Olkola National Park (CYPAL) Tropical North Queensland

Creek line in Olkola National Park (CYPAL) Photo credit: © Francis Malcolm

Nature, culture and history

    Natural environment


    Olkola National Park (CYPAL) covers a diverse landscape from rocky escarpments to wetlands that support threatened flora and fauna.

    Two major corridors cross Olkola National Park (CYPAL), the Great Dividing Range and the eastern margin of the Great Artesian Basin. The Great Dividing Range corridor is higher country habitat that allows animals to move across the landscape. The eastern margin of the Great Artesian Basin corridor is flatter country that provides terrestrial and wetland habitat for many species.

    The Great Dividing Range section of Olkola National Park (CYPAL) is the headwaters of six major rivers: the Coleman, Morehead, Hann, Kennedy, Alice and King rivers.


    Termite mounds.

    Termite mounds.

    Photo credit: © Francis Malcolm

    Olkola National Park (CYPAL) is home to a variety of wildlife, including threatened species such as the golden-shouldered parrot (Psephotus chrysopterygius).

    Alwal (Golden-shouldered parrot)

    Alwal is the Olkola language name for the golden-shouldered parrot, an endangered bird still surviving in the park today.

    Alwal is an endangered species due to a number of threats. Since European settlement, fire regimes have changed dramatically, leading to woody vegetation taking over grasslands that Alwal depends on. Other threats include damage to grasslands by cattle grazing and feral pigs.

    The species now only occurs in the southern and central Cape York Peninsula. It measures 240-260mm in length including its long tapered tail. Like most parrots it is brilliantly coloured, especially the male which is primarily turquoise with a salmon pink belly, light brown wings with a streak of gold on their shoulder. Its head has a pale yellow forehead with a blackish cap and a darker tail. Females and immature birds are mostly various shades of green with a turquoise rump. The parrot has a preference for tropical savanna woodland. During the dry season, the choice of habitat appears to be based on the grass seed availability. The parrots are unique in that they nest in terrestrial mounds of grass-feeding termites.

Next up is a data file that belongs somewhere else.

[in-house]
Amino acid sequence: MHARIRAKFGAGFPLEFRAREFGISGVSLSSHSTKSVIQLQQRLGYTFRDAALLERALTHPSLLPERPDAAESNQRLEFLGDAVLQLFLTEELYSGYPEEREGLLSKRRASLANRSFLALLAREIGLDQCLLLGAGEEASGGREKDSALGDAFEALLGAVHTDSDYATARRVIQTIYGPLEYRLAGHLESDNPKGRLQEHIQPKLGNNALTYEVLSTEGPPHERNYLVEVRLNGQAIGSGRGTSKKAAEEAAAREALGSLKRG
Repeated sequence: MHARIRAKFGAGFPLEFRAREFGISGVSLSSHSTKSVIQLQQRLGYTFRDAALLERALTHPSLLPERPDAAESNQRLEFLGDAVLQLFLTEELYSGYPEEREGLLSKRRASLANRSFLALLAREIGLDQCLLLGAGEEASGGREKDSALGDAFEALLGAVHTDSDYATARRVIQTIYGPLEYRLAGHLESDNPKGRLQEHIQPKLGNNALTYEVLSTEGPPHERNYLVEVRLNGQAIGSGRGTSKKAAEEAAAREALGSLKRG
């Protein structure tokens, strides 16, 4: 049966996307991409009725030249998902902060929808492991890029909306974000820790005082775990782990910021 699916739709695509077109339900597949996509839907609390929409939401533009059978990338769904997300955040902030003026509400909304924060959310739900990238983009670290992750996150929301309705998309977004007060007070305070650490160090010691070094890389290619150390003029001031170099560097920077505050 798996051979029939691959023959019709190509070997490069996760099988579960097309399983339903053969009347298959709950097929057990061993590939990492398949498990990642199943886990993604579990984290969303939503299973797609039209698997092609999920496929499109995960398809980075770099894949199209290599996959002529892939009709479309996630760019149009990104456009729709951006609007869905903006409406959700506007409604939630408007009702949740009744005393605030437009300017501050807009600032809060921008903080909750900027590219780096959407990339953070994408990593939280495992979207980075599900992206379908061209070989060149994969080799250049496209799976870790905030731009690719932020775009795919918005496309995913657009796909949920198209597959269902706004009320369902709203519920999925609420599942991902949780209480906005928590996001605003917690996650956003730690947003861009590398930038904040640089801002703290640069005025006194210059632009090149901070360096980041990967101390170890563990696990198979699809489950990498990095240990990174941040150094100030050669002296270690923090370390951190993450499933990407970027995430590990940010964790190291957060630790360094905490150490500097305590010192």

Queensland Parks and Wildlife Service and Olkola Land Managers are working to improve Alwal habitat by reinstating traditional Olkola burning practices along with other well established monitoring programs.

    A recovery plan for the species has been developed. The plan sets out objectives for increasing the numbers of the birds and specific actions that need to be taken to achieve these objectives.

    Culture and history

    The Traditional Owners of Olkola National Park (CYPAL) are the Olkola People. This park is a cultural landscape rich in history, stories and significant sites.

    In 2014 the title for five pastoral properties were handed back to the Olkola People as a combination of Aboriginal Freehold and jointly managed protected area—Olkola National Park (CYPAL). This was the largest handback of Aboriginal land in Queensland.

    Olkola National Park (CYPAL) is jointly managed by the Olkola Aboriginal Corporation Land Trust and the Queensland Government in accordance with an Indigenous Management Agreement. Read more about joint management of Cape York Peninsula national parks.

    A Restricted Access Area (RAA) has been put in place over a section of Olkola National Park (CYPAL). Entry to the Nukakurra Restricted Access Area (PDF, 144.2KB) is prohibited.

    • There are currently no park alerts for this park.